Fort Pasir Panjang

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The Fort's watch tower located at the edge of the entrance of Singapore's Keppel Harbour. The tower provided a commanding view of approaching ships entering into the harbour

Fort Pasir Panjang or Labrador Battery is located within the lush Labrador Park at the southern tip of Singapore island. It was one of the 11 coastal artillery forts built by the British in the 19th century to defend the western passageway into Keppel Harbour against piracy and foreign naval powers. During the 1942 Battle of Pasir Panjang, the fort played a supporting role but a limited one in defending the Malay Regiments against the Japanese invasion at Bukit Chandu. In 1995, the site was gazetted by the National Heritage Board as one of the 11 World War II sites in Singapore.[1]

History[edit]

The symbolic replica of the Long Ya Men at Tanjong Berlayer near where Fort Pasir Panjang stands

Labrador was named after Labrador Bay which it overlooks the deep and calm water off its shores. The Long Ya Men or "Dragon's Teeth Gate", two craggy granite outcrops formerly stood on each side of the entrance to the New Harbour (now Keppel Harbour) as a navigation landmark to ancient mariners. The two rock outcrops were subsequently blown up by the Straits Settlement surveyor, John Thomson, in August 1848 to widen the entrance to the harbour.[2] Labrador's strategic value was recognised by the British as early as 1843 when plans were made to set up defences to protect Singapore, an important trading post founded by Sir Stamford Raffles of the British East India Company in 1819.

Piracy[edit]

The New Harbour was later renamed as Keppel Harbour in 1900 after Admiral Sir Henry Keppel of HMS Meander, who carried out an on-site survey to build an anchorage in the harbour in the 1880s. He was also known for his successful campaigns against the pirates in 1842 that were boldly harassing merchant ships in close proximity to the harbour. Piracy became less of a danger to the trade of Singapore only from the 1850s.[3]

The original, Western Harbour limit is marked by a white obelisk, near the former site of Long Ya Men. This obelisk still stands at Tanjong Berlayer Point ("Tanjong" means "land's end" in Malay) to indicate where the southernmost tip of the Asian Continent was.[4]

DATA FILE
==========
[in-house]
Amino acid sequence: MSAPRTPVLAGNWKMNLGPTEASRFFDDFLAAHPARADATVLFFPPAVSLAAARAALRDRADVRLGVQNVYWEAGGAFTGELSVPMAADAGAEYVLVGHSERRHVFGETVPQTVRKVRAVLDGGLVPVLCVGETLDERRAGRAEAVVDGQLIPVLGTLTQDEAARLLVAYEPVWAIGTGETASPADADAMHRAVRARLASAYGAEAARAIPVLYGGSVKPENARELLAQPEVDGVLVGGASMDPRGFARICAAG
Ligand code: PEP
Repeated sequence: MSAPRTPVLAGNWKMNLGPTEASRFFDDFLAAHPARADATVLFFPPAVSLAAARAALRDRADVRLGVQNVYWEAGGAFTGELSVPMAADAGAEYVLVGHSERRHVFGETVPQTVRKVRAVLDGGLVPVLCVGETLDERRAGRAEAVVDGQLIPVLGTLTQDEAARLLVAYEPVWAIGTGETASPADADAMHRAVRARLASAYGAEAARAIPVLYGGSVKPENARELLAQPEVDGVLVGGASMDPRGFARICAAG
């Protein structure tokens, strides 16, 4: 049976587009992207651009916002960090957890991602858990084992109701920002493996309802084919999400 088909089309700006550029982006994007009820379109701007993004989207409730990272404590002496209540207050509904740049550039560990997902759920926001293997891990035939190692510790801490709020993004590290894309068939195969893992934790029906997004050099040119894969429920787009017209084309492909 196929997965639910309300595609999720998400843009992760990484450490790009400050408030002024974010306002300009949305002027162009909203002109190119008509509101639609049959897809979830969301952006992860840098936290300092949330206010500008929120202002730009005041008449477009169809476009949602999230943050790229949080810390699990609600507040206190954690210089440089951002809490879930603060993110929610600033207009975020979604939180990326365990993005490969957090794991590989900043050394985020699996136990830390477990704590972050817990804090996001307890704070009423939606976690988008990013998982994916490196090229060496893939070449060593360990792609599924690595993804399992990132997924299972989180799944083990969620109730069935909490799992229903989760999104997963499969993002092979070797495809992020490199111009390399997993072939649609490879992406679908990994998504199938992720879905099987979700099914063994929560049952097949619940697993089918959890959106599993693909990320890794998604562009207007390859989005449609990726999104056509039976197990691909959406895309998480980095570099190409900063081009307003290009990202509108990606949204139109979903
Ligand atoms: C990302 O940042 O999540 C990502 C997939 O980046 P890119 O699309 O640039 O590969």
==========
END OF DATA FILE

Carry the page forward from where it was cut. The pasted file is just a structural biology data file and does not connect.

Defenses[edit]

In 1878, as part of the review of the defences of Singapore against threats from European powers in the region, it was decided that forts be built on either side of the entrance to New Harbour. Fort Pasir Panjang was built on Labrador and Fort Siloso on Pulau Blakang Mati (now Sentosa). It was found that the steep cliffs and thick mangrove swamps surrounding the two forts acted as an ideal natural barrier to intruders.

Underwater mines[edit]

To strengthen the defence further, by 1881, mines were laid in the waters between the two forts and the eastern entrance of the harbour. The mines were tethered to the seabed but floated dangerously under the surface of the water unseen to any enemy marine vessels. To enable safe passage of ships, a 'friendly safe channel' was created through the minefields. The work involved in the laying of minefields under the narrow channel (just 240 m apart) had actually led to rumours that tunnels running under the channels were constructed to link the two forts.[5] There are, however, no archival records to prove that these tunnels were ever constructed.[6]

Gun emplacements[edit]

A gun emplacement of Fort Pasir Panjang outfitted with a QF 6-inch Mk II rifled Breech Loading gun

The Fort came under the operation of the 7th Coast Artillery Regiment, which received orders from Faber Fire Command led by Brigadier A.D. Curtiss.[7] A gun emplacement is a position or platform specially prepared to support large heavy guns and artillery. The first type of gun put on Fort Pasir Panjang was the 7-inch Rifled Muzzle-Loading (R.M.L.). Two of these guns were first installed in 1878 so as to provide a temporary defence for the fort. They were, however, removed soon after.

The defence reviews of 1885, then proposed that these guns be reinstalled together with the 9.2-inch Rifled Breech-Loading (R.B.L.) guns. While the latter guns came into the Fort much later, the 7-inch R.M.L. were already in place by 1886.

In 1896, a proposal was forwarded to replace the 7-inch R.M.L. gun with two 6-inch Quick-Firing (Q.F.) guns. This came out of the suggestion that the 7-inch R.M.L. has neither sufficient range accuracy nor rapidity of fire for effective defence. Even the engineer of the Fort, H.E. McCallum referred to these guns as being "the worst in the service".[8]

The emplacement was eventually modified to contain 2 × 6 in (152 mm) Q.F. guns. This modern type of gun definitely better in terms of its accuracy and rapidity to counter the speedy motor torpedo boats that appeared in the 1880s. Each shell used by these 6-inch Q.F. weighed 45 kilograms.[9]

7-inch rifled muzzle-loading gun[edit]

  • Weight: 6.5 tons.